Hopetoun House, the seat of the Earl of Hopetoun, originally commenced after a design by Sir William Bruce, in 1696, and completed under the superintendence of Mr. Adam, is a spacious and handsome mansion, consisting of a centre connected by colonnades of graceful curvature, with boldly projecting wings, terminating in octagonal turrets crowned with domes. Being seated on a splendid terrace overlooking the Frith, it forms a truly magnificent feature as seen from the water. The interior contains numerous stately apartments, decorated with costly splendour; the library contains an extensive and well assorted collection of scarce and valuable books and manuscripts, with numerous illuminated missals and other conventual antiquities, and the picture gallery is rich in fine specimens of the ancient masters of the Flemish and Italian schools. The grounds are tastefully laid out, embellished with plantations, and the walks along the heights overlooking the Frith, command diversified prospects; the eastern approach to the mansion is through a level esplanade, and the western under a stately avenue of ancient elms. His Majesty George IV. visited the Earl of Hopetoun at this seat, on the day of his return from Scotland, in 1822, and, after partaking of the earl's hospitality, embarked at Port-Edgar, for London. Binns House is an ancient castellated mansion, beautifully situated on the western slope of the hill of that name, and surrounded with a park containing much picturesque and romantic scenery; the grounds are pleasingly embellished with plantations, interspersed with lawns and walks, and on the summit of the hill is a lofty circular tower forming a conspicuous landmark. Duddingston House is a modern mansion in the castellated style, situated on an eminence in the south-east of the parish, and commanding an extensive view. Midhope House, formerly a seat of the earls of Linlithgow, is an ancient mansion still in tolerable preservation, and now occupied in tenements, to which an old staircase of massive oak affords access; the building consists of a square embattled tower with angular turrets, and above the entrance is a coronet, with the letters J. L.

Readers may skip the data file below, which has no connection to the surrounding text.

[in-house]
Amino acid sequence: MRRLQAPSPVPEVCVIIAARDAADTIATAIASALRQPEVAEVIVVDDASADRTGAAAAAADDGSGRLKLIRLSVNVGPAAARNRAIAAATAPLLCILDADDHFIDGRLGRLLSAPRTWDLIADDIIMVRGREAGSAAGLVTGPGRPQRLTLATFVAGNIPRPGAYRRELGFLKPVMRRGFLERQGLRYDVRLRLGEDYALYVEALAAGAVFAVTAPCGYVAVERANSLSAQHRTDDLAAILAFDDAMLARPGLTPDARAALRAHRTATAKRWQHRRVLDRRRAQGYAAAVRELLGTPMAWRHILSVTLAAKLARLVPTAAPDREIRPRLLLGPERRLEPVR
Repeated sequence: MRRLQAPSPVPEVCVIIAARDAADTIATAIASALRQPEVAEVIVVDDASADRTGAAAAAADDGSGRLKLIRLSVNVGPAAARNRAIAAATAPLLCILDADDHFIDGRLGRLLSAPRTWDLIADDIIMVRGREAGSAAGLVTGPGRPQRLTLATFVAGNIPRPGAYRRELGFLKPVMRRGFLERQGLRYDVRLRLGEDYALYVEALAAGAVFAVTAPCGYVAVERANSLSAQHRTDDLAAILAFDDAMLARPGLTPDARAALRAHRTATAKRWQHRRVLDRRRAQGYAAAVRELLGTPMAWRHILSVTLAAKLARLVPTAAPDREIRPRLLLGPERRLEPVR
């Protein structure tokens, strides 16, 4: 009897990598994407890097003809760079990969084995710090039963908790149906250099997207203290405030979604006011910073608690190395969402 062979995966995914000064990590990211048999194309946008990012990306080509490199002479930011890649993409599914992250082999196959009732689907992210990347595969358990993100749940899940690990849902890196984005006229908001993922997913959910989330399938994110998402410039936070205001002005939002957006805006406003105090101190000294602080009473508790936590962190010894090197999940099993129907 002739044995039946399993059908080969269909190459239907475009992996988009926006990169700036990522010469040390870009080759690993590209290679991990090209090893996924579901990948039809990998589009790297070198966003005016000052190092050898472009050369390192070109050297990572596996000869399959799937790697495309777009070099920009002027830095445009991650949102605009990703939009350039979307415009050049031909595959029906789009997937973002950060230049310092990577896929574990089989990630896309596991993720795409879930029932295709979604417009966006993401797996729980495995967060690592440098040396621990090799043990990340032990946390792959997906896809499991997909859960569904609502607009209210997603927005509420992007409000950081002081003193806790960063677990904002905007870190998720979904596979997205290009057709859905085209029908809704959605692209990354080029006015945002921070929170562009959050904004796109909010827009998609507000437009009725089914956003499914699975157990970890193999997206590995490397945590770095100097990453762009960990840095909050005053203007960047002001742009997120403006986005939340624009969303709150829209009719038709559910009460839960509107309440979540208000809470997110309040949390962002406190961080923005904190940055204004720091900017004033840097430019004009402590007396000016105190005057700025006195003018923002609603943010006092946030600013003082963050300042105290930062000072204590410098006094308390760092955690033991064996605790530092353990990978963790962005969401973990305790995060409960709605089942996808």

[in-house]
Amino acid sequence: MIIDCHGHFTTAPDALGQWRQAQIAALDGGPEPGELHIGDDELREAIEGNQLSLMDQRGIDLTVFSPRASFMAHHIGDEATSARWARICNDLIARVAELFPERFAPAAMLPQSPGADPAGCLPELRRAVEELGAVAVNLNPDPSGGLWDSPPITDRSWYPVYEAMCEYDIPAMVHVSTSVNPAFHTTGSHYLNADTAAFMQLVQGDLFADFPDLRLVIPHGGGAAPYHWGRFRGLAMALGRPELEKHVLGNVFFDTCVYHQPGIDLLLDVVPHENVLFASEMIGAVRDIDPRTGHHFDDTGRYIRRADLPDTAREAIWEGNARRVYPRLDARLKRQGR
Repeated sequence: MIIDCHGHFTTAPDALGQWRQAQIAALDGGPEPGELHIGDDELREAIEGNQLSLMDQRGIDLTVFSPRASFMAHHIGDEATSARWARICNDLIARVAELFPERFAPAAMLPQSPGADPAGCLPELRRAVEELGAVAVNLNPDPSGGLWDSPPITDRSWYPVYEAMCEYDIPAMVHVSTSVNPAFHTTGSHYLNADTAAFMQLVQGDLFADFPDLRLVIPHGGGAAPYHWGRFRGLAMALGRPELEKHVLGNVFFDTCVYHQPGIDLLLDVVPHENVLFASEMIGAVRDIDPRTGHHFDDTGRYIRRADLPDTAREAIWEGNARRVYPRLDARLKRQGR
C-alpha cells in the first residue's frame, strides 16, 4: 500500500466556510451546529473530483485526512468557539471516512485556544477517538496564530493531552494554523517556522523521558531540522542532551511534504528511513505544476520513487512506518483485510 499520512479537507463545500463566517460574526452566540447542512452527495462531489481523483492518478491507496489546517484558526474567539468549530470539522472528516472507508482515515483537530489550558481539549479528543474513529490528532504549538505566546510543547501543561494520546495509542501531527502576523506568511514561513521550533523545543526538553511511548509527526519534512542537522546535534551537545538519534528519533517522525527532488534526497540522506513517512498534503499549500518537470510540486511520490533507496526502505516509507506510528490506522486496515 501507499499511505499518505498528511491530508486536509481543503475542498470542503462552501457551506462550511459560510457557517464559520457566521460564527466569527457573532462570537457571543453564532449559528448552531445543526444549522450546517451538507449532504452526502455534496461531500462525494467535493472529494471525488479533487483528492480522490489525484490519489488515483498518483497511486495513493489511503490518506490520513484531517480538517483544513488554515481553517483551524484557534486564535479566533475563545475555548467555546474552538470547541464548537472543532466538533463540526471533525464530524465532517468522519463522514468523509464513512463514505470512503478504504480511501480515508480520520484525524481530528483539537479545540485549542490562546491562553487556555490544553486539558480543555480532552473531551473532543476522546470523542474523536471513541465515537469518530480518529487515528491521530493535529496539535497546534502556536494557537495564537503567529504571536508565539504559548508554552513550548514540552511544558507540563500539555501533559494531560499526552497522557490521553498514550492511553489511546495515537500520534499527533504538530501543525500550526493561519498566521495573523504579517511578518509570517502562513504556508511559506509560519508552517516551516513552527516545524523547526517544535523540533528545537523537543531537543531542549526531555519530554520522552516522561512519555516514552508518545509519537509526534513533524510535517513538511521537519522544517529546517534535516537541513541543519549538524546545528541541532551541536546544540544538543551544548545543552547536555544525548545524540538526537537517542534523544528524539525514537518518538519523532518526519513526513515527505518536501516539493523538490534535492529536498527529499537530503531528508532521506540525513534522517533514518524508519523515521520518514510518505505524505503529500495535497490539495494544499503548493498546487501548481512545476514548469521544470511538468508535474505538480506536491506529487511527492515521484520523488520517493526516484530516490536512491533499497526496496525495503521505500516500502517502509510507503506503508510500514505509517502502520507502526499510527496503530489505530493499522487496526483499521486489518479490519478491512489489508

The inhabitants are chiefly engaged in agricultural pursuits, and in the quarries and mines; and about thirty persons are employed in a salmon fishery at the mouth of the Linnmill burn, where several stake-nets are placed. The quantity of fish taken was formerly very considerable, but is, within the last few years, very much diminished; the lessee of the fishery pays a rent of £60 per annum, and the whole produce is estimated at about £200. Facility of communication is afforded by the turnpike-road from Queensferry to Linlithgow; the Union canal intersects the southern portion of the parish, and the Edinburgh and Glasgow railway, which in some parts of its course pursues a direction parallel with the canal, frequently approaches within a few yards of it. At Society, in the parish, is a small bay, where some vessels with coal land their cargoes on the beach, and occasionally take back lime; there are two cornmills propelled by water, and a saw-mill has lately been built by the Earl of Hopetoun, on the Nethermill burn. The ecclesiastical affairs of the parish are under the superintendence of the presbytery of Linlithgow and synod of Lothian and Tweeddale. The minister's stipend is £188. 15. 2., with a manse, and the glebe is valued at £16 per annum; patron, the Earl of Hopetoun. The church, a very ancient building, was enlarged at the time of the Reformation; it is an irregular building, previously affording very indifferent accommodation, but in 1838 was thoroughly repaired. There is a place of worship for members of the Free Church. The parochial school is well conducted; the master has a salary of £34. 4. 4., with a house and garden, and the fees average about £40 per annum. A parochial library was established in 1833, but was superseded in 1844 by a parish church library, which now contains upwards of 300 volumes.

A Topographical dictionary of Scotland. . 1856.